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Coyotes! :[

post #1 of 9
Thread Starter 
Are coyotes a factor in reducing feral cat populations? My husband came home from work one night, stating that he was "a believer." I asked him what he was harping about, and he said he saw a coyote crossing the main road at the top of our street during daylight, at supper time, and get this; traffic stopped to let the coyote walk across this busy four lane street. The street-smart coyote
stopped in the middle of the street (the turning lane), and safely
proceeded crossing to the other side. He then stood with his tail out on a grassy ridge next to the street, and headed into the woods.
post #2 of 9
Yes coyotes, raccoons and even possums will attack feral colonies. Not a very kind way of population control, but a real threat to the poor cats. Usually when a coyote or a bobcat raids a colony, they leave little evidence but footprints behind.
post #3 of 9
Thread Starter 
Thanks, hissy, for your replies to both of my posts. The coyote sighting really scares me, because I wonder how many cats are just surviving in the woods. Last week, I received a call from somebody who contacted the local animal shelter. They found and were feeding a cat and wanted me to drive over to their house that's only about 1/2 a mile away, through the back wooded area. As it turned out, it wasn't my lost Mysty, but another family; two boys with a cat carrier and their Mom, had arrived at the house the same time I did, to claim their cat. The boys' cat was missing for two months. I left some pictures of Mysty, my lost cat. The next day, the boys' Mom called me and advised checking another larger animal shelter because she saw several gray cats there that looked like my Mysty. I drove out to the other shelter and left in tears. There were several beautiful gray cats and the cutest kittens, but no Mysty. It's so sad.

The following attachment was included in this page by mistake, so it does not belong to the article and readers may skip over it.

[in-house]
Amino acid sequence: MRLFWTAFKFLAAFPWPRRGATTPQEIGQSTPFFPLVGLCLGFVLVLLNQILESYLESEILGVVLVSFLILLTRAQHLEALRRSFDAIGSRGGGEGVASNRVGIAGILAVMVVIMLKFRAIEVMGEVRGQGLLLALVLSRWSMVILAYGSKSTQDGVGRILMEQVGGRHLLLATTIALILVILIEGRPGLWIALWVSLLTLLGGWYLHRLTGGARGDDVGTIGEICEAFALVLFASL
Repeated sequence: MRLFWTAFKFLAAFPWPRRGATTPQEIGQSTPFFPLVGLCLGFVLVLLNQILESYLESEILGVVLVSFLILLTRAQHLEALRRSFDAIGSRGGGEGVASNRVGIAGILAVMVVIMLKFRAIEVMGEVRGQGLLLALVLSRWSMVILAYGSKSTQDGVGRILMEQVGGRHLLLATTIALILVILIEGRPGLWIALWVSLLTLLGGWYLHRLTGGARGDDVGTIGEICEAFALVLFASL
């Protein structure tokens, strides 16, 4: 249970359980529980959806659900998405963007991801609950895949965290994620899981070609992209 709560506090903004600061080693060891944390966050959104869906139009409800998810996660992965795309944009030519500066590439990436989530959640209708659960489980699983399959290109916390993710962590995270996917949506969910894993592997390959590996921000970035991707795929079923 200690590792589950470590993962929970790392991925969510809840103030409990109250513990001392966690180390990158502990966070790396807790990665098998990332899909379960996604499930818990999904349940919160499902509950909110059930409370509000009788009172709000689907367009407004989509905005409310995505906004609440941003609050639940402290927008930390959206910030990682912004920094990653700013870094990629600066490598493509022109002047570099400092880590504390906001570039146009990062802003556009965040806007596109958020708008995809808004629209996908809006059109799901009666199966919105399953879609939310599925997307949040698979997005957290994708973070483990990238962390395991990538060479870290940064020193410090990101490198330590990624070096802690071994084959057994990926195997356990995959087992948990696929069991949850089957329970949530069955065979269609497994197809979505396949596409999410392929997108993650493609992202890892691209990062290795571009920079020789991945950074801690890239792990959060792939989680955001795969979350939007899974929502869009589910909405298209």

When Mysty was still with us, at home in the evening, I would talk to him and occasionally, we'd hear coyotes howling in the woods at night. I would say, "Mysty, hear that? Coyotes!" Mysty, who seemed to be unphased by my pronouncement, would just turn his head and look at me. Mysty's been missing for about 5 months now. There are so many dangers for cats.
post #4 of 9
Oh Caterpillar, I'm so sorry about your Mysty. I visited your webpage - the kittens (of course!) are so cute!!! Are they indoor only cats? I'm so thankful coyotes aren't a problem around here, although they're working on a wolf reintroduction program not too far from here.

We just found out there are several families of foxes that moved in very near here. We see them at night a lot. I think perhaps they are what scared off a number of the ferals that were part of the colony we care for here.

What happened to Dolly?
post #5 of 9
Thread Starter 
Yes, they're indoor only cats. After what happened to Mysty, I don't want to lose one or both of these kittens.